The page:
MI Is not Mission Impossible

Introduction

‘Too many cooks spoil the broth’ says the old adage. This is very much true for multiple inheritance (MI). This article enumerates the roadblocks that occur when using MI in C++ and provides solutions to them. I really don’t expect you to be an expert in inheritance, but you must be aware of it and why it’s used. Your knowledge of C++ must also encompass virtual functions and the like because I won’t explain any of those concepts here. Before you dive into the controversies surrounding MI, first take a quick refresher.

What Is Multiple Inheritance?

Inheritance is one facet of Object-Oriented Design that a programmer cannot afford to ignore. It is possible that inheritance may not suit some scenarios, but the great majority of OOD coders rely on inheritance to propagate data unobtrusively through classes or structures. It is important to know that there are different kinds of inheritance. These are:

  • Single Inheritance
  • Multi-level Inheritance
  • Hierarchical Inheritance
  • Multiple Inheritance

You need to be concerned with this last kind of inheritance. Multiple inheritance is simply the derivation of a class from two or more base classes. This means that a class derived from several classes gets the best of all those worlds. Here’s a little code for the uninitiated.

//First Base Class.
class CBase1
{

};

//Second Base Class.
class CBase2
{

};

//Derived Class inherits from CBase1 and CBase2.
class CHybrid : protected CBase1, protected CBase2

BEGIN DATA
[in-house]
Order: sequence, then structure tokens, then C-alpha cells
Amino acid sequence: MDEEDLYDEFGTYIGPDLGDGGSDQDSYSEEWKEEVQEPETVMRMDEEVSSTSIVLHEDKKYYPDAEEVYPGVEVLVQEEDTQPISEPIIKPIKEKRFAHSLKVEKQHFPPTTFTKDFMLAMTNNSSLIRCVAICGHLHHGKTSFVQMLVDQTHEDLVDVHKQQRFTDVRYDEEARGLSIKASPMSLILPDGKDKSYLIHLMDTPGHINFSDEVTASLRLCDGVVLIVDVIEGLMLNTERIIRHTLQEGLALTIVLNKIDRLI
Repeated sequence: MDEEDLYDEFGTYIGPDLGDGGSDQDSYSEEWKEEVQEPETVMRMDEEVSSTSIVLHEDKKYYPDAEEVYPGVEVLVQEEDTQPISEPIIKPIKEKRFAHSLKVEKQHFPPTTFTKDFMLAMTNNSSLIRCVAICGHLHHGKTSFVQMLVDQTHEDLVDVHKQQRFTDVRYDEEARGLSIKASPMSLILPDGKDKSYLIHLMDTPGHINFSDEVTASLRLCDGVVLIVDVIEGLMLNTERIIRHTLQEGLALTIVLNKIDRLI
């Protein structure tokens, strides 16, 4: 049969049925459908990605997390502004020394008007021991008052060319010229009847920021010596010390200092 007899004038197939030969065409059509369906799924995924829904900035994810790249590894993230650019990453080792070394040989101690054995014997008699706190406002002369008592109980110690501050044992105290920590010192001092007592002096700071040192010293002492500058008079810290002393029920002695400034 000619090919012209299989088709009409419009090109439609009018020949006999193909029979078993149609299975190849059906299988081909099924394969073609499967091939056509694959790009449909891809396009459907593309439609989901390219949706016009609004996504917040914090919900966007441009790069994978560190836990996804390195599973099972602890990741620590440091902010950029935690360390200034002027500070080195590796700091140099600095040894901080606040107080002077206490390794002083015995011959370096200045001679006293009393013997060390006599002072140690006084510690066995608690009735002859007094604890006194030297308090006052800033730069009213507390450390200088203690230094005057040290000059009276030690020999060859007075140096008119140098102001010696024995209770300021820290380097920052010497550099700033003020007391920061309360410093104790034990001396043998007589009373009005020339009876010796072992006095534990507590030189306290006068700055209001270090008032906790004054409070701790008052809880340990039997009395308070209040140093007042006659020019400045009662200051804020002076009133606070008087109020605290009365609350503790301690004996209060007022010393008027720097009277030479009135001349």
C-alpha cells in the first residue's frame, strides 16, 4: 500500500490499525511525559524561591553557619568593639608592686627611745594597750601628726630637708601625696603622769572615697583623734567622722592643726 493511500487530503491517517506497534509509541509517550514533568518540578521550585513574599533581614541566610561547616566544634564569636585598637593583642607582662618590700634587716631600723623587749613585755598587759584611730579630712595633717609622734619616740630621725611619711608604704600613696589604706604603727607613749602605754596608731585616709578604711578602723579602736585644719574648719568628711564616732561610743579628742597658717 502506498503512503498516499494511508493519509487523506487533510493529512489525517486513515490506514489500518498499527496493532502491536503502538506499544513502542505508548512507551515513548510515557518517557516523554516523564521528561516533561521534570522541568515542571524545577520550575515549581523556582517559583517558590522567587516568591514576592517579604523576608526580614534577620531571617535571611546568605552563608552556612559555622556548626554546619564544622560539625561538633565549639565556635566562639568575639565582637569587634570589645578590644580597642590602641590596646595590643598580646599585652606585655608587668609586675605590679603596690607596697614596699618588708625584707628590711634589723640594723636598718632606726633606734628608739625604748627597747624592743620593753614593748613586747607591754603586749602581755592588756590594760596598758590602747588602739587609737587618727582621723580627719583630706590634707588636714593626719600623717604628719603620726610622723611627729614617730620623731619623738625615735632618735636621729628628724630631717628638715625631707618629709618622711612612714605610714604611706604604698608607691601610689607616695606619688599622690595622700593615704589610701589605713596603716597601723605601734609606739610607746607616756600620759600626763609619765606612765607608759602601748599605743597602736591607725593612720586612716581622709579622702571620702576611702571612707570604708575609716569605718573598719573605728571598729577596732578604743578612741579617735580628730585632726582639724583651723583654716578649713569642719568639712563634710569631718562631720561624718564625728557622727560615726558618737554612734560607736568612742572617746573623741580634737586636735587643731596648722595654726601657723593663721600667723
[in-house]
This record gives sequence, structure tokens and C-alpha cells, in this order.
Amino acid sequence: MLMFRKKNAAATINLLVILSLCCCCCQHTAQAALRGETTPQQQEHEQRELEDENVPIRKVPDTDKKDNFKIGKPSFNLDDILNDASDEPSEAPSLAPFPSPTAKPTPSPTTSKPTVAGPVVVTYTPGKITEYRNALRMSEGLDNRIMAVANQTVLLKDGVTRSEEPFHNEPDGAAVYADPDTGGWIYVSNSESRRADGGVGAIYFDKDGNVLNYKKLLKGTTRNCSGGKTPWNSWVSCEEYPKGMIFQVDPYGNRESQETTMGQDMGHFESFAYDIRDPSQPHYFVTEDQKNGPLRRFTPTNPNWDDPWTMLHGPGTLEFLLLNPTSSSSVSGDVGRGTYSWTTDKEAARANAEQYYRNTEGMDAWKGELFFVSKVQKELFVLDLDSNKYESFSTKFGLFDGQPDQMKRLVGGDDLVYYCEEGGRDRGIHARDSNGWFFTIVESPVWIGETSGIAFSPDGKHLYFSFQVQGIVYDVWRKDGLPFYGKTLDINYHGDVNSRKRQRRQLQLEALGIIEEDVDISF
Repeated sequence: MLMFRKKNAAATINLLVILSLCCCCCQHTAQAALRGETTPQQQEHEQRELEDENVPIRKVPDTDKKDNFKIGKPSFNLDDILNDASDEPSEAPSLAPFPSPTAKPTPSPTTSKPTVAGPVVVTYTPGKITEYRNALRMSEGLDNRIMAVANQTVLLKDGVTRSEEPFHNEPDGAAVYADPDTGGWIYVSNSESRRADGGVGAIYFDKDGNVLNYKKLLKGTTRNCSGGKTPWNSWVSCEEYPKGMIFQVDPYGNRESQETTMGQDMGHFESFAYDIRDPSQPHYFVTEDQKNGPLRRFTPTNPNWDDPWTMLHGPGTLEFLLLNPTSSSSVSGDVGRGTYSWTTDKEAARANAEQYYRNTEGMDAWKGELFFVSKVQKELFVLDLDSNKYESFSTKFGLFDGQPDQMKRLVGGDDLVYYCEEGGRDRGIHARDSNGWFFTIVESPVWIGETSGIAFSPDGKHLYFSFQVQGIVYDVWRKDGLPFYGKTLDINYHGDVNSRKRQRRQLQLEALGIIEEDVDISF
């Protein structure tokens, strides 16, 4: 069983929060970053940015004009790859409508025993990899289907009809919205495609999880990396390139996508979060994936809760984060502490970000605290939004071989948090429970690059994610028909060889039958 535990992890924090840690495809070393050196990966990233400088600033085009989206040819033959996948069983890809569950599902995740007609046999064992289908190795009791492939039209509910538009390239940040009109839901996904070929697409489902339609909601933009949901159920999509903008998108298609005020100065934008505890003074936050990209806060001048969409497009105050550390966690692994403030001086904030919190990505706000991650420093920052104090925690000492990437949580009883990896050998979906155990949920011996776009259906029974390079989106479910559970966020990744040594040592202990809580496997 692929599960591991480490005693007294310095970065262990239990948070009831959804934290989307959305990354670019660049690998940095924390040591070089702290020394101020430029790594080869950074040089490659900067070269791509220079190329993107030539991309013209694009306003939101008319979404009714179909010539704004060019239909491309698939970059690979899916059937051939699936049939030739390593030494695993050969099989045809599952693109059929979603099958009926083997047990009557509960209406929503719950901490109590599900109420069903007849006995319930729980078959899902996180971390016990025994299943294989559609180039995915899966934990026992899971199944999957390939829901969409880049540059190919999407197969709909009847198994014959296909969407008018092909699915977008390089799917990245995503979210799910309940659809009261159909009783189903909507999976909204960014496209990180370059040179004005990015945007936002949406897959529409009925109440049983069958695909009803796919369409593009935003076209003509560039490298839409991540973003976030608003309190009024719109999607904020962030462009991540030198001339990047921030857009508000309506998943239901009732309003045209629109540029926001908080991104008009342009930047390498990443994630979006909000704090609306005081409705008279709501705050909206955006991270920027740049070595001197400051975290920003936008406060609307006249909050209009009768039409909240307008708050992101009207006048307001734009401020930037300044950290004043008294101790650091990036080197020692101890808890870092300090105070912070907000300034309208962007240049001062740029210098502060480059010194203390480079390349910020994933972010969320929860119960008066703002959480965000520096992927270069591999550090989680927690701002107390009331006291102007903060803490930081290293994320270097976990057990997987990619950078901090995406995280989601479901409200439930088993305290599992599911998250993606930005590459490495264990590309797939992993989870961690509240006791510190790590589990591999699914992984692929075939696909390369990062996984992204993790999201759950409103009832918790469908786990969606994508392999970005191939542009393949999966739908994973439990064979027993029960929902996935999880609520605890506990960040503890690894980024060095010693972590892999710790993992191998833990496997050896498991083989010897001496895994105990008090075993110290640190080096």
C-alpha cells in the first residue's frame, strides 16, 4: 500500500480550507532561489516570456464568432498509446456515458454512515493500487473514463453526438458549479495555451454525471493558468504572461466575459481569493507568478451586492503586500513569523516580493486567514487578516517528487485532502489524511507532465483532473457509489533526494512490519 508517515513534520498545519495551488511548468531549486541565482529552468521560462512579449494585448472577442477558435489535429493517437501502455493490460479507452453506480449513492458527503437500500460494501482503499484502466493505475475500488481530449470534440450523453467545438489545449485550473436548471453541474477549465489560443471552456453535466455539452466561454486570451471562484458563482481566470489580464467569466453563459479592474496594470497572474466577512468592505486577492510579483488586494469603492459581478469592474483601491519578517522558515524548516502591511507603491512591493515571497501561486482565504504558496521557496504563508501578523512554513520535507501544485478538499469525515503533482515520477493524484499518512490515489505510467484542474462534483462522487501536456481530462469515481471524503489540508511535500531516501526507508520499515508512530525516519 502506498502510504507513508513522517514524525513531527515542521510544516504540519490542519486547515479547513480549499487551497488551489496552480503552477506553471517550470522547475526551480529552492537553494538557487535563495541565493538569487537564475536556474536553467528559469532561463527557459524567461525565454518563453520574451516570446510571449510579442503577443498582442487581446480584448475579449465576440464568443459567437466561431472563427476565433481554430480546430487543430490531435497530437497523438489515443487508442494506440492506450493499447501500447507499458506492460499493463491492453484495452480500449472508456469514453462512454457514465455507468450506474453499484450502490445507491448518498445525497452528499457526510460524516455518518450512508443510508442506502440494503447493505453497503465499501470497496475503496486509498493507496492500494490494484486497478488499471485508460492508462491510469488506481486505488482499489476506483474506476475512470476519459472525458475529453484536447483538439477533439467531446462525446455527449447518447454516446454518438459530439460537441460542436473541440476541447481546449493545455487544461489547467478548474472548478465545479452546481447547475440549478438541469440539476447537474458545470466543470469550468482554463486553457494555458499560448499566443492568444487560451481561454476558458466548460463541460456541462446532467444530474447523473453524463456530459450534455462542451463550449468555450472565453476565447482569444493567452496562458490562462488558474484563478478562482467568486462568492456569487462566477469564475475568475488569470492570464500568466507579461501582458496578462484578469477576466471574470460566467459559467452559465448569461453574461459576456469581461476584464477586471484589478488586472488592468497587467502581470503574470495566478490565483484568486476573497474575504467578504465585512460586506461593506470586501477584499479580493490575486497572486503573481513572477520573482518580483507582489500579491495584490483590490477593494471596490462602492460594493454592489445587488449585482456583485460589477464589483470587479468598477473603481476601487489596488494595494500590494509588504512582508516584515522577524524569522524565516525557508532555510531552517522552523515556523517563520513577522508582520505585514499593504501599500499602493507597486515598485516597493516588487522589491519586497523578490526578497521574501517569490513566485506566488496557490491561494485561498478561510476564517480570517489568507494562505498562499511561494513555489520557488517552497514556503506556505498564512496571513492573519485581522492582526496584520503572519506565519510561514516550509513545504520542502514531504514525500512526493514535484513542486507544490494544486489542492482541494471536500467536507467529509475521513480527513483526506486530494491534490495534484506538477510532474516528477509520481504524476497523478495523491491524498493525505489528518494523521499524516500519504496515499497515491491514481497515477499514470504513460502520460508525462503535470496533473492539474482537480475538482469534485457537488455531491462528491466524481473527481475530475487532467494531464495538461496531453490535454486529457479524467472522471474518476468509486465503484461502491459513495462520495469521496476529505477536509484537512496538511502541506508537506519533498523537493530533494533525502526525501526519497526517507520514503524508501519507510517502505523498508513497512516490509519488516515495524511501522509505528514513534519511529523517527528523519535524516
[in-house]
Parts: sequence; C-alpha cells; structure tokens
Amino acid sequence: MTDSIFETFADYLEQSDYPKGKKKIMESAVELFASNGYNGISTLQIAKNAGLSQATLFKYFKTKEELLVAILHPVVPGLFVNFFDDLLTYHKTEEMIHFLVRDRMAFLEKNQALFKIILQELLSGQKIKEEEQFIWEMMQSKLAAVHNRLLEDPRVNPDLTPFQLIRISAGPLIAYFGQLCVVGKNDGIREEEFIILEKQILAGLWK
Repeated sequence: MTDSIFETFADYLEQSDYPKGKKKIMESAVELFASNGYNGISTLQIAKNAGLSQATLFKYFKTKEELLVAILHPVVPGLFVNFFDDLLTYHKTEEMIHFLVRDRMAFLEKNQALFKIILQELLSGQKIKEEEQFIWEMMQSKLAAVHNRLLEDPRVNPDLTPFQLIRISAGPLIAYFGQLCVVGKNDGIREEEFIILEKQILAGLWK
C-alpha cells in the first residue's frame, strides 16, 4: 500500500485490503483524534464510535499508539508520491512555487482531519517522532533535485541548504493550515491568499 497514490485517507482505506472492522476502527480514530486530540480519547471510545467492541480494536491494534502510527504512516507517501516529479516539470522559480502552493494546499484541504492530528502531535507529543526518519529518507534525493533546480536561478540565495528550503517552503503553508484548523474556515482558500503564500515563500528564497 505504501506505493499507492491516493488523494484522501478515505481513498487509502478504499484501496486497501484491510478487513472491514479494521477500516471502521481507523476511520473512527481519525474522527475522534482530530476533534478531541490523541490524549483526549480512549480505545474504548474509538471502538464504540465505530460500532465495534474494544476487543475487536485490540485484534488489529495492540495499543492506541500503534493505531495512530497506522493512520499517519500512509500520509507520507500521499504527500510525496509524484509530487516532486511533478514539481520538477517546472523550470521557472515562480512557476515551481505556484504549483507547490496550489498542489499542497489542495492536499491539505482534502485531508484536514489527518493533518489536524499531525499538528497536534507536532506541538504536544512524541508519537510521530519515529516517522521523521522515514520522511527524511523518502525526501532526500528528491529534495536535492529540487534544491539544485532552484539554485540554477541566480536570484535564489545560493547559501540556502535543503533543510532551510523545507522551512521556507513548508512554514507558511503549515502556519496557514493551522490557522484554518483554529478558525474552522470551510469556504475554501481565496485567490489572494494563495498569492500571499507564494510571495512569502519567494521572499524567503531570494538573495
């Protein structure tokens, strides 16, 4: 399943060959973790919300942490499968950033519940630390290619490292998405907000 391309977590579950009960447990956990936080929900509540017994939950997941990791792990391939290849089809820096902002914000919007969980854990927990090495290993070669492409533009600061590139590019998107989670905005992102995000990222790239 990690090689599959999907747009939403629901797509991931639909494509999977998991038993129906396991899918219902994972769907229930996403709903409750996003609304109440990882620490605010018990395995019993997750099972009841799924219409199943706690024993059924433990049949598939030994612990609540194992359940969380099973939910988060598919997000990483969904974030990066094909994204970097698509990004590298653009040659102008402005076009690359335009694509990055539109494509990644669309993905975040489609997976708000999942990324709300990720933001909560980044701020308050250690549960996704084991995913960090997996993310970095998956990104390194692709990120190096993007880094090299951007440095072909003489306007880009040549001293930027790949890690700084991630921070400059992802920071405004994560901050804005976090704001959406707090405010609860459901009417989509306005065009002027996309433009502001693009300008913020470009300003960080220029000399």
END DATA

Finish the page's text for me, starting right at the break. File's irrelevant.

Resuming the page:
{

};

Pictorially, one could depict this inheritance hierarchy as:

Many programmers dispute the use of MI in their programs and truly believe that there are other ways to circumvent situations where MI might seem more pertinent. However, it must be pointed out that Multiple Inheritance is the only natural way to go when you want to create a class that is a hybrid of the characteristics of two or more classes.

What’s the Problem?

The very concept of MI has come under fire due to several issues in implementation. Most of these issues are related to ambiguity in some form or the other. Although initially frustrating, experienced programmers have come to adopt ways and means through which these problems can be tackled.

1.) The Diamond problem

The Diamond problem is a standard issue that crops up with most programmers who decide to implement MI. Consider the following code snippet:

//Super Base Class.
//Characterises all mythical characters in Greek literature.
class CGreekMyth
{
   public:
      virtual char* Description(void);
};


//Class derives from CGreekMyth.
//Characterises all mythical Animals from Greece.
class CAnimalMyth : public CGreekMyth
{
   public:
      char* Description(void);

};


//Class derives from CGreekMyth.
//Characterises all flying Greek Myths.
class CFlyingMyth : public CGreekMyth
{
   public:
      char* Description(void);
};


//Derives from CAnimalMyth and CFlyingMyth.
//Charcterises a Chimera.
class CChimera : public CAnimalMyth, public CFlyingMyth
{
   public:
      char* Description(void);
};

If you are familiar with Greek mythology (or have played Age Of Mythology), this will make perfect sense to you. If you aren’t too imaginative, let me explain. CGreekMyth is a class that implements the functionality to represent any character from Greek mythology. CAnimalMyth is a class derived from CGreekMyth that represents all mythical creatures from Greece on a broad scale (examples include Cerberus, Pegasus, Chimera, and so forth).

CFlyingMyth also inherits from CGreekMyth and implements the characteristics of all flying myths from Greece (for example, Chimera, Icarus, Pegasus and so on). Finally, you create a class to represent a particular type of flying creature from Greek mythology, the Chimera (a CPegasus class would also need to inherit from CFlyingMyth and CAnimalMyth).